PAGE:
The Fujian provincial government has increased the protection of its river channels.You Qinghui / For China Daily
Every evening, Lin Shengzhong, a villager in Datian county, Fujian province, takes a stroll through the tree-lined park in his village.
He could not experience such a luxury three years ago, as the park, which is more than 1 hectare in size, was at that time still a lifeless pile of subsoil and construction waste from nearby mines.
The county, which is rich in coal and iron ore resources, was overrun with all sorts of mines at that time, causing extensive pollution.
"The dust was all over the place," Lin said. "Locals would even have to wear a raincoat to protect themselves from the dust on some days."
There were 138 mining factories in the 18 townships across the county during the peak of its mining activities.
"The rice and vegetable seedlings were dying on a large scale, as the mining factories used water from the creeks to wash the ores, and there was sulfur in the waste water," he recalled.
A change started in 2012, when the provincial government listed Datian county as a prioritized area for water and soil erosion prevention.
The authorities closed all coal and iron ore mines that failed to reach national environmental standards.
They also embarked on a campaign to repair the local ecology and turn mining areas into parks, industrial and logistic parks and farmland.
The authorities have reforested more than 10,000 hectares of land and restored 1,150 hectares of mining areas to green belts over the past four years.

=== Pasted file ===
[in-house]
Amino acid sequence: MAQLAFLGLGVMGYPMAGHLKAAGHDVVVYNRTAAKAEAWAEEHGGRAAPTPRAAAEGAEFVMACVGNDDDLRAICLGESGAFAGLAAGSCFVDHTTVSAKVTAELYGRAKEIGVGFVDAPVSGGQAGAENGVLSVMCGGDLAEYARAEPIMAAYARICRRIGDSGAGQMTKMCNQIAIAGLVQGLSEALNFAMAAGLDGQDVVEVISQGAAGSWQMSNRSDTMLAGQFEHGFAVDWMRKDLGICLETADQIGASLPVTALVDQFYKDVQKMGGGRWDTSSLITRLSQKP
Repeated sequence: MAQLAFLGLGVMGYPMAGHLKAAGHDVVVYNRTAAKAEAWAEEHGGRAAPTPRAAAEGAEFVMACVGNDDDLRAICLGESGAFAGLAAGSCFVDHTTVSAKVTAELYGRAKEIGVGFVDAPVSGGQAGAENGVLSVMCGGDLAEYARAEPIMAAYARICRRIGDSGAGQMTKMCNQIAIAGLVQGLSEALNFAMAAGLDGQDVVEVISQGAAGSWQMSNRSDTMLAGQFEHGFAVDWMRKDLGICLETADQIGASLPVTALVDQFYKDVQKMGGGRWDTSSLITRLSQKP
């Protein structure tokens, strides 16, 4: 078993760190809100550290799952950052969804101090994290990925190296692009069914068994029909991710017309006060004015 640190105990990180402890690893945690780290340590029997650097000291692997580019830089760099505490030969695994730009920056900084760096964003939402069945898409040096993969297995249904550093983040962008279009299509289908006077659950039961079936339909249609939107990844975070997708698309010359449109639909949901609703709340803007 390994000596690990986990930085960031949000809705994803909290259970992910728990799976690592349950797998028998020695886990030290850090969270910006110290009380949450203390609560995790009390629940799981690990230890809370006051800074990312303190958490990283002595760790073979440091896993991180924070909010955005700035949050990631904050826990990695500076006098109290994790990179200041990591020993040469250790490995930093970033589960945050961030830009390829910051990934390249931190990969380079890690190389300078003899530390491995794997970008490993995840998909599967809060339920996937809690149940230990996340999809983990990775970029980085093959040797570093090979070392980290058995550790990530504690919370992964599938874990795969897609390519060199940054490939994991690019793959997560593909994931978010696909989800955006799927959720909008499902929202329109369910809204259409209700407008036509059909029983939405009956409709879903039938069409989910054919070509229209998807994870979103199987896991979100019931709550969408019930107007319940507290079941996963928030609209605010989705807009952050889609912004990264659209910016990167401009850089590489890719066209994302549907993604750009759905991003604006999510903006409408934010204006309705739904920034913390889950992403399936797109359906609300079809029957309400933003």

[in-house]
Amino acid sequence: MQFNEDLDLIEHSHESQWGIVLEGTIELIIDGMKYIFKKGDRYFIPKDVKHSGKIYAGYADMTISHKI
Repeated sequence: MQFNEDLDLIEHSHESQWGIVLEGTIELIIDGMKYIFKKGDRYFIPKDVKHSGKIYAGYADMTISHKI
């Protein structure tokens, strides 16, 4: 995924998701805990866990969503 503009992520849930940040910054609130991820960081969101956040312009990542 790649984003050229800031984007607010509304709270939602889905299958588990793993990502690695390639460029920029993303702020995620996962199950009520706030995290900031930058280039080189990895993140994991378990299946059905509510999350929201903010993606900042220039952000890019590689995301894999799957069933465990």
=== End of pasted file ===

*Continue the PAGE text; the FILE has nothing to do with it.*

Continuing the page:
The change of the landscape from yellow to green is just one indication of Fujian province's success in transforming local development to include ecological protection.
Local authorities have rejected investment projects that would otherwise cause potential pollution problems.
In Putian, the city government turned away a forest-pulp paper investment project worth 26 billion yuan ($3.78 billion), after finding it would consume a large amount of water and discharge wastewater into coastal areas.
The authorities also started to publicize the air quality of each county-level city in the province in January 2015, as local authorities made it clear that government heads at different levels would be responsible for environmental protection.
The authorities have also prioritized the prevention of sand excavation in the rivers, which could cause severe ecological problems, including salt tides.
Lai Jiqian, deputy head of the provincial department of water resources, said supervision of sand excavation used to be a major challenge for them, as the fines issued by authorities were far below the profits made in the process.
To solve the problem, the provincial government has issued a new regulation on the protection of river channels, and has established cooperation between different government departments to launch special crackdown campaigns.
In the first half of this year, the police investigated 27 criminal cases concerning illegal excavation, and local authorities checked and detained 38 ships involved in illegal mining activities in the rivers.
Xu Wei contributed to this story.